Felix Salmon points out the real problem behind the argument behind the rant on CNBC. You would have a financial crisis without the Fed underpinning of the housing market. At the same time, Bankers love the safety and absence of Risk of Fed underwriting of mortgages to the point that they will not enter the mortgage field without such underpinning. The housing market is already collapsing because of this financial demand from the Private sector. Rick Santelli insists that it should be allowed to collapse, and then allow it to resurrect on its own terms. Felix states it would only bring a collapse without any resurrection. It is time for the Fed to get tough, and insist that Banks hold a certain amount of housing mortgage debt–like they insist on Reserves–or banks lose their ability to borrow from the Fed or other Fed-underwritten banks. It is one of those rare Cases where a regulation could achieve the desirable End.
The concept of regulating systemic risk contains mostly hot air, even if Michael Spence would advocate some form of it, simply because of its extensive, unknown nature. We can all identify areas of systemic risk, thereafter comes the problem of determining its magnitude and potential to act where. Any regulation of systemic risk will eventually consume the entire Market structure, and eventually not forestall the flare of systemic risk; it working to negate imbalance of Pricing in the financial markets–creating false value for material and Product. Systemic risk regulation simply drains the Markets of the bounce necessary to adjust Prices. Regulation will actually only increase the blowout magnitude of systemic risk.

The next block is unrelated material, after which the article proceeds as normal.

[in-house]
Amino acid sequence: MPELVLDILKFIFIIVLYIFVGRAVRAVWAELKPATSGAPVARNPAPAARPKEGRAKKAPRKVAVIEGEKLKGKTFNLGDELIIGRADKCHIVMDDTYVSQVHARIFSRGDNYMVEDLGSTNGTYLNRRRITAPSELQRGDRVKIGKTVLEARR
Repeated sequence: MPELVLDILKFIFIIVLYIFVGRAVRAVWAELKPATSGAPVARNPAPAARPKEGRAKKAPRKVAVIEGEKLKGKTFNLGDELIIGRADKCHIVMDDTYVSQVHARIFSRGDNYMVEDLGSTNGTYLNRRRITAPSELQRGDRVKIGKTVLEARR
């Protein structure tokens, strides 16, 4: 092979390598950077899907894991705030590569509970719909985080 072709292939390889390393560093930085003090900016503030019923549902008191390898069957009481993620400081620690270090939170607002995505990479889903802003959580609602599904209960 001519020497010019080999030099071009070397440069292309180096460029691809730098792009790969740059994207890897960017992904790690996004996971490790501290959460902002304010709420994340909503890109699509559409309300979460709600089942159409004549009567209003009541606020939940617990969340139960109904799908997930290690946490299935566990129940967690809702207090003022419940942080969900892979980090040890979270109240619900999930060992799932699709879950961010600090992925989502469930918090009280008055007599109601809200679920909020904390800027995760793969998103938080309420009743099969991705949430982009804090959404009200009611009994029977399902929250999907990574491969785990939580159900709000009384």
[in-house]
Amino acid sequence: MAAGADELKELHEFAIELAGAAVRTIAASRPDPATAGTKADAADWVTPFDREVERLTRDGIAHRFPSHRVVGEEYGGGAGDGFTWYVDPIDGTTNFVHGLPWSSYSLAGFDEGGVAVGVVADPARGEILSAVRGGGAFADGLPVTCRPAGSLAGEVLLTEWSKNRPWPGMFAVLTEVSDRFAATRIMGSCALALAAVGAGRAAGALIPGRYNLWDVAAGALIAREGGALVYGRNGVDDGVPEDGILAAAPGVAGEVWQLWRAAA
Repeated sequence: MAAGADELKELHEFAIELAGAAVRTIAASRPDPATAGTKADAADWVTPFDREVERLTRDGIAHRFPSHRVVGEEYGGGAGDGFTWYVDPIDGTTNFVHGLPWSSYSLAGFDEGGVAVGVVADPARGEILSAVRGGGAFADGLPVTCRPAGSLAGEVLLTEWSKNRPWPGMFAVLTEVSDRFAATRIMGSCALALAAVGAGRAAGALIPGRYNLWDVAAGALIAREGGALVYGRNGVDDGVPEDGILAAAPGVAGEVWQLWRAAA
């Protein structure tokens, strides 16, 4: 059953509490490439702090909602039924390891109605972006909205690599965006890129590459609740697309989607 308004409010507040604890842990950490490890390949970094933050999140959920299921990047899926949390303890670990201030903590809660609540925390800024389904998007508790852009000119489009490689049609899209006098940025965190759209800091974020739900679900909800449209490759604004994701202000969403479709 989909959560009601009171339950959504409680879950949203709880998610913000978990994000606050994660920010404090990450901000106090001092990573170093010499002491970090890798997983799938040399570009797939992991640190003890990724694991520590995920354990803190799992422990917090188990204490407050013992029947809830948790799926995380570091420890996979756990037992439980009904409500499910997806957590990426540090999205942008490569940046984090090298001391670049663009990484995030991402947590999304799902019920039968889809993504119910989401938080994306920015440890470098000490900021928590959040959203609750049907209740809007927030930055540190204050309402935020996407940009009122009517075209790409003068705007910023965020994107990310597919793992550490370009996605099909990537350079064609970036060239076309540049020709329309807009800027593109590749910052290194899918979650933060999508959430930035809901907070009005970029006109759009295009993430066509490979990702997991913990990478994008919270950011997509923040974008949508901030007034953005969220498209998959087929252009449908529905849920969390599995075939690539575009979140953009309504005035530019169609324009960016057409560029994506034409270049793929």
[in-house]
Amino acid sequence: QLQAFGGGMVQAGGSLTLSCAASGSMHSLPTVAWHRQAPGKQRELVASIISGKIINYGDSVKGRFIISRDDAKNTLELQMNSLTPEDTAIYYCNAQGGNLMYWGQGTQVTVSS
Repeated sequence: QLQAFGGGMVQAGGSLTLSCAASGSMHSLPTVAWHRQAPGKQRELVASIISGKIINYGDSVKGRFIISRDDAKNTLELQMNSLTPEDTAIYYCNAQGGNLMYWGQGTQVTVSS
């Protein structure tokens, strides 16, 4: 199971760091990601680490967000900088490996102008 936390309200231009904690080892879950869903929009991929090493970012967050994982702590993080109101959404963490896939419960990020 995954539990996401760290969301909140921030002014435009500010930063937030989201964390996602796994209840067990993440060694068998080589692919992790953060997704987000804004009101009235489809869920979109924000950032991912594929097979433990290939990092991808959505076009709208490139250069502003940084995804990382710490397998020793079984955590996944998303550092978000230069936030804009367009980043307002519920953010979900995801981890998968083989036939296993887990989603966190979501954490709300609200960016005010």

I must take issue with this attempt, simply as an element in the Education field. My basic objection is not the idea, which could be worked quite beneficially, but the Private sector nature of the company. It would be an excellent idea if conducted by the college administrations themselves. The idea can be reworked to allow Students to reduce the Cost of their education by making excellent Grades. Colleges could adjust their tuition fees to where academically poor Students are forced to underwrite the achievement of superior Students, something which occurs later in life after college. Proper alignment would have A+ Students paying a minimal amount, and D or F Students partially underwriting even B Students. Such a Concept is harsh, but no harsher than the current economic environment on graduating Students. lgl